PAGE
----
German Liberals faced harsh criticism from their coalition partners, Chancellor Angela Merkel's Christian Democrats, after suddenly proposing old reactors should be switched off permanently and as soon as possible.
Nuclear policy divides opinion in Germany's ruling coalition
Germany's pro-business Free Democratic Party (FDP) – junior partners in the government coalition with Chancellor Angela Merkel's Christian Democrats - on Tuesday fanned the flames of the increasingly heated debate about nuclear energy policy, by suggesting that eight older reactors should be switched off permanently.
While Merkel has opted for a three-month moratorium and a thorough debate on the coalition's earlier decision to extend the lifespans of Germany's nuclear reactors, the FDP's secretary general, Christian Lindner, suddenly has no time to lose, much to the chagrin of Merkel's camp.
"We're sending a clear signal to demonstrate how serious we are about a change in energy policy," he said, emphasizing the need to "quickly clarify the legal status" for energy companies on this issue.
Lindner's nuclear policy has caused ructions within the FDP
Lindner even cited an agreement by the then-center-left government of Social Democrats and Greens made with energy firms in 2001 as an ideal basis for a new accord.
Lindner's u-turn has met with harsh criticism from the Christian Democrats (CDU), who are calling for the FDP to honor the moratorium.
"We can't start the process of a moratorium and then tell those that are working on the issue: oh actually, we know what we need to do already, so no need to even do any work," warned Volker Kauder, leader of the CDU parliamentary party.
"That's no way to treat one another," he said.
The CDU's economic council, which represents company executives, also urged caution. "A hasty exit wouldn't help anyone at the moment," the council's president, Kurt Lauk, told the dpa news agency.
Lindner's policy turnaround is not just deepening divisions with the CDU, it is also facing opposition from within the FDP.
Events in Japan have reignited German anger at the government's nuclear policy
"If we as Free Democrats simply chase after popular opinion, then that would be fatal," the head of the FDP in the eastern state of Saxony, Holger Zastrow complained in Wednesday's edition of the regional daily Sächsische Zeitung.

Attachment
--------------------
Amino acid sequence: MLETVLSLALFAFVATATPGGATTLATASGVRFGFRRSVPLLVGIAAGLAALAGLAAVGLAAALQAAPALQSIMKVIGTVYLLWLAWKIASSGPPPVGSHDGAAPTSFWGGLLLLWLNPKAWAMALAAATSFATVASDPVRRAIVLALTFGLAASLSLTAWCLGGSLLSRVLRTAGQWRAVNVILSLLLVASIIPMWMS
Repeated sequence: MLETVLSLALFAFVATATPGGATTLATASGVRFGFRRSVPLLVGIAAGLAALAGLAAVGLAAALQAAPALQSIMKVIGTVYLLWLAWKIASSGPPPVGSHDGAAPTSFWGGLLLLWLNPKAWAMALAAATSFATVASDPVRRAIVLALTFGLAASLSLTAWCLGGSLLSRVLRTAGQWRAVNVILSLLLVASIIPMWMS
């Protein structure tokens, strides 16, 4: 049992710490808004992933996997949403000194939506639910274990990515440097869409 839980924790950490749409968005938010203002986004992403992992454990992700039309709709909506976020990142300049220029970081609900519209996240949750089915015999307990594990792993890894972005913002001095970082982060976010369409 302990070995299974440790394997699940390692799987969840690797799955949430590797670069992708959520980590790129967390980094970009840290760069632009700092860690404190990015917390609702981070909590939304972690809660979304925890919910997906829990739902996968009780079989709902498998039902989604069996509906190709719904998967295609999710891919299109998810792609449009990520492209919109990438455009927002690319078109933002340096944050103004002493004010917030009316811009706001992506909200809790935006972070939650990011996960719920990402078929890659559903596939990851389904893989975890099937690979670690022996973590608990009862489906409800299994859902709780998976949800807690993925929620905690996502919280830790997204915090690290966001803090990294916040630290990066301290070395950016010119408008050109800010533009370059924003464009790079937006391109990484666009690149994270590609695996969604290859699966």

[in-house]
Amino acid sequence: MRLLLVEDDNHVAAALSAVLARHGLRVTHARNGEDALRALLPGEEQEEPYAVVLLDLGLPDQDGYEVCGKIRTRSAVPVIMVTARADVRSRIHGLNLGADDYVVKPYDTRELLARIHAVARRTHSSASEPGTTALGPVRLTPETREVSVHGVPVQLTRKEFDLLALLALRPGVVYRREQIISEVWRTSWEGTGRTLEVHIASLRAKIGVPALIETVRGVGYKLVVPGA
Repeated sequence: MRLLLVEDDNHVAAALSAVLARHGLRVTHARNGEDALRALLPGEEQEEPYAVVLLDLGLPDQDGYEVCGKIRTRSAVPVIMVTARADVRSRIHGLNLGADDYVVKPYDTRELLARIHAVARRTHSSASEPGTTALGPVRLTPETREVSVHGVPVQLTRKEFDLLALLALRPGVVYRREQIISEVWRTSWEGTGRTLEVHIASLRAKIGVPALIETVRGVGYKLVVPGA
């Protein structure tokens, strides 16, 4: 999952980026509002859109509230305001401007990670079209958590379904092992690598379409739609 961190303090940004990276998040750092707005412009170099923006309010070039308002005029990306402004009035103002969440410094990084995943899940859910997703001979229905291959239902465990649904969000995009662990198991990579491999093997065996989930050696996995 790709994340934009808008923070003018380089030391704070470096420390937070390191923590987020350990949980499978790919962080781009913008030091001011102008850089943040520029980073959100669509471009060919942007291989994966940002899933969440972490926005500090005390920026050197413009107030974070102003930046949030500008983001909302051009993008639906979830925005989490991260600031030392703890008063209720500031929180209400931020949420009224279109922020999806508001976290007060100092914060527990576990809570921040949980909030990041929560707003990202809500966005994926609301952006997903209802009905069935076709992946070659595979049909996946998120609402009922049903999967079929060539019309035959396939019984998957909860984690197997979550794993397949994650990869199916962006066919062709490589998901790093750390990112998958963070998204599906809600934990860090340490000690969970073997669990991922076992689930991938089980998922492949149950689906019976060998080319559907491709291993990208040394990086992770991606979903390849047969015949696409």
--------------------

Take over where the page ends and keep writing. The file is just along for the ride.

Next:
"We should stop confusing our own voters," he said.
United they don't stand
Indeed, there are plenty of Free Democrats scratching their heads these days, after crushing defeats in three recent regional elections. A united front on one of the most hotly-debated issues in Germany would therefore not go amiss.
Many in the FDP fear that Lindner's anti-atomic stance could alienate traditional, business-friendly voters and give the party a "green tinge," as Holger Zastrow put it.
Chancellor Merkel, meanwhile, herself severely dented by the recent elections in reactor-rich Baden-Württemberg and in Rhineland-Palatinate, has called for a thorough debate on nuclear policy. On April 15, she meets Germany's 16 state premiers to push for plans to speed up the expansion of renewable energies.
Merkel has repeatedly said that it made little sense to withdraw from nuclear energy without being absolutely certain of the alternatives, a view that largely resonates with German industry.
In the wake of the nuclear crisis in Japan, Merkel announced a moratorium on an earlier decision to extend the lifespans of Germany's nuclear reactors by an average of 12 years.
The extension of the lifespans, which overturned an existing decision by an earlier government, had been deeply unpopular in Germany. Events in Japan reignited the debate and sparked mass demonstrations against nuclear energy across Germany.
Author: Nicole Goebel (dpa, dapd)
Editor: Rob Turner